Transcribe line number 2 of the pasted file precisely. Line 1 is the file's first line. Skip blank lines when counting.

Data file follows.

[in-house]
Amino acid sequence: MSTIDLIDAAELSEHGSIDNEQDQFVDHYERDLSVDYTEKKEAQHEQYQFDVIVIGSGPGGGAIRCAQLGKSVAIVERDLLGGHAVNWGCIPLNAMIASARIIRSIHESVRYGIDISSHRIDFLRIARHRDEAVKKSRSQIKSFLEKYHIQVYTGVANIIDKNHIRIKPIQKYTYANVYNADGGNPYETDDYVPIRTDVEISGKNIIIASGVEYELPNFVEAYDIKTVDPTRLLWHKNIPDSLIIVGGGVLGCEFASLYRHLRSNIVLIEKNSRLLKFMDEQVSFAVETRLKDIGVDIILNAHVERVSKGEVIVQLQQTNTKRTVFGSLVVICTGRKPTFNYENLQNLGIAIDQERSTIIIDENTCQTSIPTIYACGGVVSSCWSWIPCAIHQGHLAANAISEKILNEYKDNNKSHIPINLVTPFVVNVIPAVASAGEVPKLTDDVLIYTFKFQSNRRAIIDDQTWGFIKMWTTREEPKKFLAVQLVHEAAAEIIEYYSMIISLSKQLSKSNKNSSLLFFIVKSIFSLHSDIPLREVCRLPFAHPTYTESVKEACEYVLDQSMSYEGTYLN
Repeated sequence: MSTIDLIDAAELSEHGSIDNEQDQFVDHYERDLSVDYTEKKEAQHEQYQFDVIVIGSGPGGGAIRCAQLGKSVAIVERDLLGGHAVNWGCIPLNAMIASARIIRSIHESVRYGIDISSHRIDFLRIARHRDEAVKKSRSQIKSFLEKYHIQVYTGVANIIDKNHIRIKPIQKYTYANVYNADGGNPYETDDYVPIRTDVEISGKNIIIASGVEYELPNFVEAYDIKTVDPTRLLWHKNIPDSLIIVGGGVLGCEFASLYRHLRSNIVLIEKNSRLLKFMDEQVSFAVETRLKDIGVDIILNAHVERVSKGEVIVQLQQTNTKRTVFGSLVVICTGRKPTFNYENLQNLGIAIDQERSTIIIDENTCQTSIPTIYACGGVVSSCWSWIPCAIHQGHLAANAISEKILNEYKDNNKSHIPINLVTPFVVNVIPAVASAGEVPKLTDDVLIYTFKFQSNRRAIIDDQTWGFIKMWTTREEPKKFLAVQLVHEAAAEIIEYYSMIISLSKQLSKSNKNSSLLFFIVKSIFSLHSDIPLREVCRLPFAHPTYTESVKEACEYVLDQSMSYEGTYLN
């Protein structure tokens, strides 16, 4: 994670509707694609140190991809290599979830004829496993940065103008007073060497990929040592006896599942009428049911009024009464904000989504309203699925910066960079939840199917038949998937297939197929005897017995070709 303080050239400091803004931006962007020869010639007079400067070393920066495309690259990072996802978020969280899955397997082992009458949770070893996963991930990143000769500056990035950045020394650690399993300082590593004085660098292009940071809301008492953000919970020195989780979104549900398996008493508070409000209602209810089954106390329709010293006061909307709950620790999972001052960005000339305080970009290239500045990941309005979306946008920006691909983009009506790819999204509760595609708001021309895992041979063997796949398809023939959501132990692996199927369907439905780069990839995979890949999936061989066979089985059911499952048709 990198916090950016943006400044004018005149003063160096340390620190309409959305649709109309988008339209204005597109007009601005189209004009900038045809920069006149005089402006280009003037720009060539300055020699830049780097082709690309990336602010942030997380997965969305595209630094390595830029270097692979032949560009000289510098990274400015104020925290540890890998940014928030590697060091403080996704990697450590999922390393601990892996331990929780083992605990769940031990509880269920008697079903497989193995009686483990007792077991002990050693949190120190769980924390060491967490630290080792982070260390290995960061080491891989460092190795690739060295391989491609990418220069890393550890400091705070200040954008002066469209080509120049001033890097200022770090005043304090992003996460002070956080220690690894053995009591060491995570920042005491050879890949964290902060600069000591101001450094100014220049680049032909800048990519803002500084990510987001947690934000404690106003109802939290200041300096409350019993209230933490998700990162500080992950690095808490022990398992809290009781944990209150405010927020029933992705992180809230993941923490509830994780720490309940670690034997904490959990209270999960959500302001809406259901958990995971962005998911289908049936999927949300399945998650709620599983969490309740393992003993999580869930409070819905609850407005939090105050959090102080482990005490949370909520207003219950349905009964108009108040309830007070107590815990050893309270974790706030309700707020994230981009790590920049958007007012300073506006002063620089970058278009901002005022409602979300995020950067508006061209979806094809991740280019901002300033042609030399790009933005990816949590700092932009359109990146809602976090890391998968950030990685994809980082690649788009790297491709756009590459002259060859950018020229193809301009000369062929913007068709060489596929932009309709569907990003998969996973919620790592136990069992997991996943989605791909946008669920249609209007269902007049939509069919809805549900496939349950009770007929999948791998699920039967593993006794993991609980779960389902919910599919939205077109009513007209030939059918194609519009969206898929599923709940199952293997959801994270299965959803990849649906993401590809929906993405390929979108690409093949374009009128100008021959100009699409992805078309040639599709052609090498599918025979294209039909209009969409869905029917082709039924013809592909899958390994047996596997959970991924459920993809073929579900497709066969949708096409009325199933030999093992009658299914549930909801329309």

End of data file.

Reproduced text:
Amino acid sequence: MSTIDLIDAAELSEHGSIDNEQDQFVDHYERDLSVDYTEKKEAQHEQYQFDVIVIGSGPGGGAIRCAQLGKSVAIVERDLLGGHAVNWGCIPLNAMIASARIIRSIHESVRYGIDISSHRIDFLRIARHRDEAVKKSRSQIKSFLEKYHIQVYTGVANIIDKNHIRIKPIQKYTYANVYNADGGNPYETDDYVPIRTDVEISGKNIIIASGVEYELPNFVEAYDIKTVDPTRLLWHKNIPDSLIIVGGGVLGCEFASLYRHLRSNIVLIEKNSRLLKFMDEQVSFAVETRLKDIGVDIILNAHVERVSKGEVIVQLQQTNTKRTVFGSLVVICTGRKPTFNYENLQNLGIAIDQERSTIIIDENTCQTSIPTIYACGGVVSSCWSWIPCAIHQGHLAANAISEKILNEYKDNNKSHIPINLVTPFVVNVIPAVASAGEVPKLTDDVLIYTFKFQSNRRAIIDDQTWGFIKMWTTREEPKKFLAVQLVHEAAAEIIEYYSMIISLSKQLSKSNKNSSLLFFIVKSIFSLHSDIPLREVCRLPFAHPTYTESVKEACEYVLDQSMSYEGTYLN